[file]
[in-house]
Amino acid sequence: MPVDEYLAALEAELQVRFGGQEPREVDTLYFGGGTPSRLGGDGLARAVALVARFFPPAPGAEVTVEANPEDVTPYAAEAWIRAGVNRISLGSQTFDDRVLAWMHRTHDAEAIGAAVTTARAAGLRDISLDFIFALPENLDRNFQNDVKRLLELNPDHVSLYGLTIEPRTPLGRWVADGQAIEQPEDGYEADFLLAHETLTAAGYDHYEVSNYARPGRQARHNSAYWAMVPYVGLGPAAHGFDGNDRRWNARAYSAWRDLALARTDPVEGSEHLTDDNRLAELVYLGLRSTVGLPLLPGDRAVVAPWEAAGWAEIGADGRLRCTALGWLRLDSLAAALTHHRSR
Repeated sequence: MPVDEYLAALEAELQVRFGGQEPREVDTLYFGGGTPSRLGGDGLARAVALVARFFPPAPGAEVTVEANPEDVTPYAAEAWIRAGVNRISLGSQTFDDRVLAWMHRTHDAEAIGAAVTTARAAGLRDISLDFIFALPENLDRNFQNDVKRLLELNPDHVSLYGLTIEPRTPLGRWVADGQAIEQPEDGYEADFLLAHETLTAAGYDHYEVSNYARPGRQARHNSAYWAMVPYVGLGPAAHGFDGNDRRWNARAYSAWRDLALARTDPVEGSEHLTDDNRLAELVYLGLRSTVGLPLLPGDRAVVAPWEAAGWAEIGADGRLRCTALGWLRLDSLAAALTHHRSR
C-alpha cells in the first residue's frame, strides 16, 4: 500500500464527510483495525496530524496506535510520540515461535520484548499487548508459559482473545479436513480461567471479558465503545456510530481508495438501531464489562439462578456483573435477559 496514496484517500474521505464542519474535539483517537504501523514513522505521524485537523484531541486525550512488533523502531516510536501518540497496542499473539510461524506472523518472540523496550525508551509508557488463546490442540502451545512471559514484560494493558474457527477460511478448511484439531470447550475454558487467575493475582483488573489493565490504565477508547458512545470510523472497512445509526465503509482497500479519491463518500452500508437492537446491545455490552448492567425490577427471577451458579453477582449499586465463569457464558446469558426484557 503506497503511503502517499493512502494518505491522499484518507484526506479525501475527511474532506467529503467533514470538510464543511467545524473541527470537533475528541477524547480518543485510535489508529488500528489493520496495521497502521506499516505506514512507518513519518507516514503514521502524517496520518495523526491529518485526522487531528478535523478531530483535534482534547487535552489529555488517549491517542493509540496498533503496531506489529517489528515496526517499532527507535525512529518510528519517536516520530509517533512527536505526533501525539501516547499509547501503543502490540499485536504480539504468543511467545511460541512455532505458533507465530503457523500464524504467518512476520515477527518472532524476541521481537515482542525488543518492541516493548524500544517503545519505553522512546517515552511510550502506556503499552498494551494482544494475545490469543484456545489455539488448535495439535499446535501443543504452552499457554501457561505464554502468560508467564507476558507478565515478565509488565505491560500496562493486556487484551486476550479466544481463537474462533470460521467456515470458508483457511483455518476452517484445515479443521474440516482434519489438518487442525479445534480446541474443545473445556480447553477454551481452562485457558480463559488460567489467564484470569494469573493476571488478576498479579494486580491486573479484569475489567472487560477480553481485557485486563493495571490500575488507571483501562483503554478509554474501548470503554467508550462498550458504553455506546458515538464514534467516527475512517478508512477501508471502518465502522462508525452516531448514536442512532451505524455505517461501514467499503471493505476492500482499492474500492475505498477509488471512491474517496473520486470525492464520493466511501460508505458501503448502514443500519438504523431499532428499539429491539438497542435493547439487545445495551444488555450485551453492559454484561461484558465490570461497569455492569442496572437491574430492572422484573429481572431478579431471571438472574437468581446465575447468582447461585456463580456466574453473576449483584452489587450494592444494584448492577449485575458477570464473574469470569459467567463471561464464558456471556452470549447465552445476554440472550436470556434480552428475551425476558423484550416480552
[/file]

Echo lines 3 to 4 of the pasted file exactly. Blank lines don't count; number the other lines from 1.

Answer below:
Repeated sequence: MPVDEYLAALEAELQVRFGGQEPREVDTLYFGGGTPSRLGGDGLARAVALVARFFPPAPGAEVTVEANPEDVTPYAAEAWIRAGVNRISLGSQTFDDRVLAWMHRTHDAEAIGAAVTTARAAGLRDISLDFIFALPENLDRNFQNDVKRLLELNPDHVSLYGLTIEPRTPLGRWVADGQAIEQPEDGYEADFLLAHETLTAAGYDHYEVSNYARPGRQARHNSAYWAMVPYVGLGPAAHGFDGNDRRWNARAYSAWRDLALARTDPVEGSEHLTDDNRLAELVYLGLRSTVGLPLLPGDRAVVAPWEAAGWAEIGADGRLRCTALGWLRLDSLAAALTHHRSR
C-alpha cells in the first residue's frame, strides 16, 4: 500500500464527510483495525496530524496506535510520540515461535520484548499487548508459559482473545479436513480461567471479558465503545456510530481508495438501531464489562439462578456483573435477559 496514496484517500474521505464542519474535539483517537504501523514513522505521524485537523484531541486525550512488533523502531516510536501518540497496542499473539510461524506472523518472540523496550525508551509508557488463546490442540502451545512471559514484560494493558474457527477460511478448511484439531470447550475454558487467575493475582483488573489493565490504565477508547458512545470510523472497512445509526465503509482497500479519491463518500452500508437492537446491545455490552448492567425490577427471577451458579453477582449499586465463569457464558446469558426484557 503506497503511503502517499493512502494518505491522499484518507484526506479525501475527511474532506467529503467533514470538510464543511467545524473541527470537533475528541477524547480518543485510535489508529488500528489493520496495521497502521506499516505506514512507518513519518507516514503514521502524517496520518495523526491529518485526522487531528478535523478531530483535534482534547487535552489529555488517549491517542493509540496498533503496531506489529517489528515496526517499532527507535525512529518510528519517536516520530509517533512527536505526533501525539501516547499509547501503543502490540499485536504480539504468543511467545511460541512455532505458533507465530503457523500464524504467518512476520515477527518472532524476541521481537515482542525488543518492541516493548524500544517503545519505553522512546517515552511510550502506556503499552498494551494482544494475545490469543484456545489455539488448535495439535499446535501443543504452552499457554501457561505464554502468560508467564507476558507478565515478565509488565505491560500496562493486556487484551486476550479466544481463537474462533470460521467456515470458508483457511483455518476452517484445515479443521474440516482434519489438518487442525479445534480446541474443545473445556480447553477454551481452562485457558480463559488460567489467564484470569494469573493476571488478576498479579494486580491486573479484569475489567472487560477480553481485557485486563493495571490500575488507571483501562483503554478509554474501548470503554467508550462498550458504553455506546458515538464514534467516527475512517478508512477501508471502518465502522462508525452516531448514536442512532451505524455505517461501514467499503471493505476492500482499492474500492475505498477509488471512491474517496473520486470525492464520493466511501460508505458501503448502514443500519438504523431499532428499539429491539438497542435493547439487545445495551444488555450485551453492559454484561461484558465490570461497569455492569442496572437491574430492572422484573429481572431478579431471571438472574437468581446465575447468582447461585456463580456466574453473576449483584452489587450494592444494584448492577449485575458477570464473574469470569459467567463471561464464558456471556452470549447465552445476554440472550436470556434480552428475551425476558423484550416480552